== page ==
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My suspicions are that a road in Rome, Italy, likely has a strong claim, or perhaps a road in Egypt. It just needs to be a road that has been in continuous use for traffic, whether it was some form of vehicle or pedestrian, through the present day.

Per the concerns raised by some of the comments the requirements are: regular upkeep, some sort of system of paving, some sort of control over the road by a city.

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I understand this was intended as a real question, but it turned up to be a list of random ancient roads, with varying definitions of road, and with little or no info about that road's real age, with varying definitions of age. –  Lohoris May 15 '12 at 20:49
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@Lohoris I agree that the original question needed some attention, however after the edited version which includes regular upkeep, some sort of system of paving, some sort of control over the road by a city it seems to now have direction. NOTED: The question was edited after your comment :–) –  E1Suave May 16 '12 at 19:39
    
The yellow brick road. –  Tyler Durden 5 hours ago

5 Answers 5

up vote 8 down vote accepted

Damascus, in southwestern Syria, is widely believed to be the oldest continuously inhabited city in the world. Therefore, it's not a stretch to suggest that the city of Damascus has the oldest road in the world. A road that would also meet the following criteria.

 1. System of paving
 2. Continual upkeep
 3. Continual control by a city
 4. Continuous use, from construction to present day

Damascus Straight Street is the Roman street Decumanus Maximus and dates at least as far back as the first century AD.

In Roman times, Straight Street was 26 meters wide and 1,570 meters long, lined on both sides with covered porticos containing shops. The present road follows the same line, starting at Bab Sharqi in the East, crossing the whole width of the ancient city of Damascus, and coming out at the end of Suq Madhat Pasha, 20 meters to the North of Bab al-Jabiya on the western side. However, the present road is narrower than the ancient one, and via upkeep about 4 meters above its original level.

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Good answer, but some sources would be really great. –  Yves 21 hours ago
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I agree on all points except that it has to be within the control of a city. Why not a trade route? Between cities/nations/continents? –  Rajib 20 hours ago

Tripodon Street, in Plaka, Athens, has been used continuously since 500 B.C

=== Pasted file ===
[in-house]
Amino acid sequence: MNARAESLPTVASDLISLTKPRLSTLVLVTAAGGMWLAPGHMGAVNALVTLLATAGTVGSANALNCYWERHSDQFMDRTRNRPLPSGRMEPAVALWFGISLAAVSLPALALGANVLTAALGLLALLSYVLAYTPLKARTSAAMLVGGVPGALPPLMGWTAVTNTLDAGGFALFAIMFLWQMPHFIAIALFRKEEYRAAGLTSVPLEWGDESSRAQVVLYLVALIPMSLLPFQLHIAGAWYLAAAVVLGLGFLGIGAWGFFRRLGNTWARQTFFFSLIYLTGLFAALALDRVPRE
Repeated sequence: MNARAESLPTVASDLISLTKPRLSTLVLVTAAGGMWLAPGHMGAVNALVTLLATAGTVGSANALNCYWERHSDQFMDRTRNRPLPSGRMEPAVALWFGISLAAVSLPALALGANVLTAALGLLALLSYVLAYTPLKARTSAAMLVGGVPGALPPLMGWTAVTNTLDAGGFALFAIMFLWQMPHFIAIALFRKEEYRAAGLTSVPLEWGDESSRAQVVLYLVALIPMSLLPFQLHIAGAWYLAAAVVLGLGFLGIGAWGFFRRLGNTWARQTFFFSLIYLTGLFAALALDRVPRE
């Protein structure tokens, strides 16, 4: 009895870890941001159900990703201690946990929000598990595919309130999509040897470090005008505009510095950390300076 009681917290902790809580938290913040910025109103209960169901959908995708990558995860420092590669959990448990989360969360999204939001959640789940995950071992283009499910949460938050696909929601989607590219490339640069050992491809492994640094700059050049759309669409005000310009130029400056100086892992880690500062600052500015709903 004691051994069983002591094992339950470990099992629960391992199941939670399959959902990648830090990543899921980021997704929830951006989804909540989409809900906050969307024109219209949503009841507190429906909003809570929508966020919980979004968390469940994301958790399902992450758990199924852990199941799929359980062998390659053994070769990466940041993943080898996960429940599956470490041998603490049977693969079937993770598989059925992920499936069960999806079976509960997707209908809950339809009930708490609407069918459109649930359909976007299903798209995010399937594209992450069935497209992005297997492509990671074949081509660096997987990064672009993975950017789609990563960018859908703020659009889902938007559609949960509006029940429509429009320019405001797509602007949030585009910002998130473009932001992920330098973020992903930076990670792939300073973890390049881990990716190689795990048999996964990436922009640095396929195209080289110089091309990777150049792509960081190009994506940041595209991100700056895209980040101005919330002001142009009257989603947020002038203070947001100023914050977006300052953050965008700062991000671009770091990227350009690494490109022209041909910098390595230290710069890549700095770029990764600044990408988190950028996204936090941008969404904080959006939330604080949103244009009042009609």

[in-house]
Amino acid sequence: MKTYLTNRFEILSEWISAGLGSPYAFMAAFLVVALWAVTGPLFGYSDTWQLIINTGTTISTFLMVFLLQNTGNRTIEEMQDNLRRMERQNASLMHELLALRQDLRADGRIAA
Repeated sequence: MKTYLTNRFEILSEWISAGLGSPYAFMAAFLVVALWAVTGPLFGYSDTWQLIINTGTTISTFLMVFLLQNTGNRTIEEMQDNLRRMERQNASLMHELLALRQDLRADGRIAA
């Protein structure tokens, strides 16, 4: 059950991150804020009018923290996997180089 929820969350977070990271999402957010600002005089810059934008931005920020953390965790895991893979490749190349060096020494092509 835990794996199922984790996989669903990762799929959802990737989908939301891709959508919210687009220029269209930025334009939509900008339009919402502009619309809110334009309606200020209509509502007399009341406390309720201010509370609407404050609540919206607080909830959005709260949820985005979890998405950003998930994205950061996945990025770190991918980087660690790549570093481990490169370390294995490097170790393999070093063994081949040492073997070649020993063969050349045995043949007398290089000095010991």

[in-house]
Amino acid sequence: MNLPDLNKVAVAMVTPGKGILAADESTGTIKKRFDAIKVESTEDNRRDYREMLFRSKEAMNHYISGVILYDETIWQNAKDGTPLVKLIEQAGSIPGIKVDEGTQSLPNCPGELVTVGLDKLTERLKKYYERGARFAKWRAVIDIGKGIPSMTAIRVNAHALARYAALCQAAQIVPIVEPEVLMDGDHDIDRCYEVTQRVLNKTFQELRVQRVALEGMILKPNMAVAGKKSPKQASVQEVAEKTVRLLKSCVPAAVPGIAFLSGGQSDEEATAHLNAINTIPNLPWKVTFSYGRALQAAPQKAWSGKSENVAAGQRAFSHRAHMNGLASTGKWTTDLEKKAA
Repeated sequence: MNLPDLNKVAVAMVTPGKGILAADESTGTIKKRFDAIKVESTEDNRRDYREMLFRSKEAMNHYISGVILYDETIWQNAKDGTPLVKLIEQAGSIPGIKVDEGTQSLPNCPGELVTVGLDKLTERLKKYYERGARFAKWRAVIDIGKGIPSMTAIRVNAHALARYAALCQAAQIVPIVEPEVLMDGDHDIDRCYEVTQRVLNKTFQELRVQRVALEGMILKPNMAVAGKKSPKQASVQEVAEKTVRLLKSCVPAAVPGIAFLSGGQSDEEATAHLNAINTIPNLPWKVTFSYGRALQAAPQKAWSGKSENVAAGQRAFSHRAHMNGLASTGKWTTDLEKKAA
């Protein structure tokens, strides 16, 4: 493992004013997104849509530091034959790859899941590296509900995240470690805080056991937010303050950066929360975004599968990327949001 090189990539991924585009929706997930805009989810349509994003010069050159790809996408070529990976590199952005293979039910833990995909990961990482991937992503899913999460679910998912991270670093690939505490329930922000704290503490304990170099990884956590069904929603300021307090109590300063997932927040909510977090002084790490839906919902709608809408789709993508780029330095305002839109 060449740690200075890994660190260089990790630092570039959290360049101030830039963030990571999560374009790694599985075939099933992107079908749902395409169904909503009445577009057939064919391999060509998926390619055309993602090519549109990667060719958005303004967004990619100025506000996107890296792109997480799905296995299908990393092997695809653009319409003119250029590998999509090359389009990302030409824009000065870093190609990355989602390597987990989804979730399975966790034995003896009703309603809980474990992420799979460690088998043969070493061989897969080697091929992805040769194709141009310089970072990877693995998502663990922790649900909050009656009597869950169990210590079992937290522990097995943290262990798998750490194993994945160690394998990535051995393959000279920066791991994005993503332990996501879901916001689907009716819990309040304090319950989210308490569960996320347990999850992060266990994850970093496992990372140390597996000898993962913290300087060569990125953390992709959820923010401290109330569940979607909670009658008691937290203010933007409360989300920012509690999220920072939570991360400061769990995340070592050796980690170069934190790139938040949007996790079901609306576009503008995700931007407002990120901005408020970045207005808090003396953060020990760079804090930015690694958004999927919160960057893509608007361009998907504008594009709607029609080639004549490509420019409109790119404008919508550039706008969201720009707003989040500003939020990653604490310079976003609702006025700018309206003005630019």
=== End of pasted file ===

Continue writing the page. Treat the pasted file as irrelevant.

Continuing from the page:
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I would vote for Grand Trunk Road.

EDIT: I just learned about the Ridgeway, in England. Over 5,000 years old and still in use.

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Italy's Appian Way began construction in 312 BCE. It is still in use, at least as a bicycle path. I am not certain whether any of the current material could be dated to the original construction.

Links: Wikipedia; New York Times (reg. req.).

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I think the Via Appia is one of the oldest roads and still in use as well –  Hendrik Beenker May 24 '12 at 20:11
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@Hendrik After the fall of the Western Roman Empire, the road fell out of use; Pope Pius VI ordered its restoration. A new Appian Way was built in parallel with the old one in 1784 as far as the Alban Hills region. The new road is the Via Appia Nuova ("New Appian Way") as opposed to the old section, now known as Via Appia Antica. en.wikipedia.org/wiki/Appian_Way#Main_sights –  E1Suave May 25 '12 at 17:11

I think, it depends on the definition of a road.

Most old roads will start as a path trail, later it will be paved. Maybe it will decline and become again a trail.

I think some of the oldest roads will be a mountain pass.

An example: The Brenner Pass in the Alps was already used in the stone age (Ötzi was found nearby).

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That is a really good point. I'm not sure exactly what I mean by road. I think there would necessarily have to be some sort of sovereign control over the path, so perhaps the Brenner Pass would not necessarily qualify at its beginning. –  ihtkwot May 9 '12 at 19:31
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I'm trying to think of criteria... Maybe regular upkeep? Or being paved (starting with flagstones and the like)? –  SigueSigueBen May 10 '12 at 1:11

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